Any recommendations for our readers?
Kurt: Radical Candor is a good book I would like to recommend. Maybe even the Netflix book - No Rules Rules. Radical Candor talks about culture and management. It selves into the importance of developing strong relationships with your team and caring deeply about them on a personal level. The idea can be translated and applied in the school environment.
Where did you spend your time and energy?
Paul: Last year was about focusing on the future of the business and understanding the impact we can have. I feel like we are in a good space right now. We are still trying to articulate our vision properly. We understand the big picture, and I can see a great future for the business.
Kurt: Nurture has been one of the most thorough market research projects that we've done. It was awesome. Initially, I didn't have much knowledge of the space or the problems. But talking to one school after another was helpful and rewarding. They are really nice people, and they're so insightful. I think I even learned a bit about compassion, empathy, and psychology from them.
On the Nurture product: We conducted research around the wellbeing space and tried to understand the different frameworks and research available. I learned more about wellbeing and started to develop the product around all the research we had compiled. It has been fun working with talented team members like Ying. I saw it go from scattered ideas to something more improved and complete, and it was amazing. We used the prototype to receive good feedback and improve the product further. It's been one of the most rewarding product development projects so far.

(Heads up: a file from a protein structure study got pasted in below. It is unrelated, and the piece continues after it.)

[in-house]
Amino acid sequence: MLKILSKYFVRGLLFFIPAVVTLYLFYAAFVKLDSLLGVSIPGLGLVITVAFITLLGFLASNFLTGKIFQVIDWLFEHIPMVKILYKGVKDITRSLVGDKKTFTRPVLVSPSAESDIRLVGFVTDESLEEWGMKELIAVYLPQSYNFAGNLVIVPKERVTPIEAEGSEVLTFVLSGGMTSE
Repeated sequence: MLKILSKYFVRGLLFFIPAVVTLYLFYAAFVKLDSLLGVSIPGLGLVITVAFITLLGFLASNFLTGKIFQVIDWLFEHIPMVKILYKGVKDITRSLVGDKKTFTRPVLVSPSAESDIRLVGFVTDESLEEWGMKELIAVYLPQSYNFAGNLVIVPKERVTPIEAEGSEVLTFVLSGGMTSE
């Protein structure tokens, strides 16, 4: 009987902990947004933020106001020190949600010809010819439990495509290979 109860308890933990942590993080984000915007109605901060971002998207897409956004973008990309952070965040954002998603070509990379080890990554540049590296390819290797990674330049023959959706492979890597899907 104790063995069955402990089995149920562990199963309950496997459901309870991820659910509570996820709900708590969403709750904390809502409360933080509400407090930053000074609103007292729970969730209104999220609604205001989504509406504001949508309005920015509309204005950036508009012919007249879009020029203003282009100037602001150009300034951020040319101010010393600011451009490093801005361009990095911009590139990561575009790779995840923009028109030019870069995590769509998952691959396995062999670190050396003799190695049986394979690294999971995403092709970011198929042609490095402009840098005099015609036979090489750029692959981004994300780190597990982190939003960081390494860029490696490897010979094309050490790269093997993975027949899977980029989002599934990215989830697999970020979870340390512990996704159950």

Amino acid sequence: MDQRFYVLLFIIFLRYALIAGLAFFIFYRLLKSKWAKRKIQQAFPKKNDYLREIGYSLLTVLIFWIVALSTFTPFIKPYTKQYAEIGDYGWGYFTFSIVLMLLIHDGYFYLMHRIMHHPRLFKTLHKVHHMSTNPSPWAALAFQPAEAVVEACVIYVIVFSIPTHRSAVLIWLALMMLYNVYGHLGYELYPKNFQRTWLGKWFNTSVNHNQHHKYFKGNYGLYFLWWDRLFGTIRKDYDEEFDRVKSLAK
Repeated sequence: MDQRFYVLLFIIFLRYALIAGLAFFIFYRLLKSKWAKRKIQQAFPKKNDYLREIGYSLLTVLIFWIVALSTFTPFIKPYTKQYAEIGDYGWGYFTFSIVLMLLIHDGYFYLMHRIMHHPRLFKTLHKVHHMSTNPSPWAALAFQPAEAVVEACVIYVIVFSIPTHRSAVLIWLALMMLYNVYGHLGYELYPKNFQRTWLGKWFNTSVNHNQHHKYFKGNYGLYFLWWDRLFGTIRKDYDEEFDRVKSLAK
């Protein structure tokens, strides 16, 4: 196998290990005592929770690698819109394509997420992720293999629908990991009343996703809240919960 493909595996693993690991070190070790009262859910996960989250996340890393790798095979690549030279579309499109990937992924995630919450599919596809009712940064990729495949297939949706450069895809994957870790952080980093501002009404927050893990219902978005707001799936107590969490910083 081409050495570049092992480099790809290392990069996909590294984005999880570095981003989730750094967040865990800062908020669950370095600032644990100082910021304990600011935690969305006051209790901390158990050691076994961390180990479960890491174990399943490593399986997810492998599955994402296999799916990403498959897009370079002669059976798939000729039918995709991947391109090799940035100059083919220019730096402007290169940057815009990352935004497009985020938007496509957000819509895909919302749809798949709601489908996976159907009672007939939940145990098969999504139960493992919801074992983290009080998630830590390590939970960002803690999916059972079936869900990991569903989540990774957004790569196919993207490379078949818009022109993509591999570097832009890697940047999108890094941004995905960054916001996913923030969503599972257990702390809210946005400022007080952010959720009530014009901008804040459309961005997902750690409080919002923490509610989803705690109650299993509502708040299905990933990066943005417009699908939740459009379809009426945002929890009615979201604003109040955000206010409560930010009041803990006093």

Previously, I mentioned that I was comfortable with the new normal. But talking to all the caregivers, counselors, and teachers who look out for these kids, I learned how the Covid environment has impacted the students. That learning has been quite eye-opening. Kids don't know what's going on in the world. They are in the early stages of their life. They don't know what's going to happen when they leave school, among other uncertainties. I feel for them. If this product can somehow help them in a small way, then we are making a difference.
We have ventured into supporting students’ wellbeing and actively doing research on it. Kurt, are there any best practices you have learned and adopted from it?
Kurt: The model is called the circumplex model of affect. It maps the spectrum of emotions across two axes - energy and pleasantness. We've talked about this quite a lot internally. But the idea of thinking of your energy and your pleasantness as two separate dimensions has been useful for me. Consciously, deducing what impacts my energy and what impacts my pleasantness. It's pretty straightforward—good sleep, diet exercise, understanding what drains you, and what recharges you. I think just having that has helped me maintain my energy levels or manage my moods better. We have been using it to build the product (Nurture) for students to be able to use as well.
What were your most meaningful moments?